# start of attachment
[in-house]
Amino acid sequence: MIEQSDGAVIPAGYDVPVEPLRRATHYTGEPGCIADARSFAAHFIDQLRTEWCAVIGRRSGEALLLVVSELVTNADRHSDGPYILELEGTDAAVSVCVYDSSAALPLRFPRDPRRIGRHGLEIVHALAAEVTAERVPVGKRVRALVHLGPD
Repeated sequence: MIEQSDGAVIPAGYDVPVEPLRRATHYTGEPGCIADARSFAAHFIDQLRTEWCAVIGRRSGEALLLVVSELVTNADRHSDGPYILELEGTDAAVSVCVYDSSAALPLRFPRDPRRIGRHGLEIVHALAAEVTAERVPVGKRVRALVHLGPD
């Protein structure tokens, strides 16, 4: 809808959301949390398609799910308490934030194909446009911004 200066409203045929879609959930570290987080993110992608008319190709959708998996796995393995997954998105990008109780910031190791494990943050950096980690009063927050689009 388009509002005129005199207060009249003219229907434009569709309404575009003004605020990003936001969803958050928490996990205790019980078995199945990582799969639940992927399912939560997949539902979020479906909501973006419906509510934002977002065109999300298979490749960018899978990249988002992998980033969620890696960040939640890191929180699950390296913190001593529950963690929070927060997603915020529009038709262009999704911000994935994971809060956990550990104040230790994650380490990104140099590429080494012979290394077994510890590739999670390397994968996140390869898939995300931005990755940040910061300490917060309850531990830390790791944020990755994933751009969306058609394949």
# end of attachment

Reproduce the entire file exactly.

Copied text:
[in-house]
Amino acid sequence: MIEQSDGAVIPAGYDVPVEPLRRATHYTGEPGCIADARSFAAHFIDQLRTEWCAVIGRRSGEALLLVVSELVTNADRHSDGPYILELEGTDAAVSVCVYDSSAALPLRFPRDPRRIGRHGLEIVHALAAEVTAERVPVGKRVRALVHLGPD
Repeated sequence: MIEQSDGAVIPAGYDVPVEPLRRATHYTGEPGCIADARSFAAHFIDQLRTEWCAVIGRRSGEALLLVVSELVTNADRHSDGPYILELEGTDAAVSVCVYDSSAALPLRFPRDPRRIGRHGLEIVHALAAEVTAERVPVGKRVRALVHLGPD
């Protein structure tokens, strides 16, 4: 809808959301949390398609799910308490934030194909446009911004 200066409203045929879609959930570290987080993110992608008319190709959708998996796995393995997954998105990008109780910031190791494990943050950096980690009063927050689009 388009509002005129005199207060009249003219229907434009569709309404575009003004605020990003936001969803958050928490996990205790019980078995199945990582799969639940992927399912939560997949539902979020479906909501973006419906509510934002977002065109999300298979490749960018899978990249988002992998980033969620890696960040939640890191929180699950390296913190001593529950963690929070927060997603915020529009038709262009999704911000994935994971809060956990550990104040230790994650380490990104140099590429080494012979290394077994510890590739999670390397994968996140390869898939995300931005990755940040910061300490917060309850531990830390790791944020990755994933751009969306058609394949």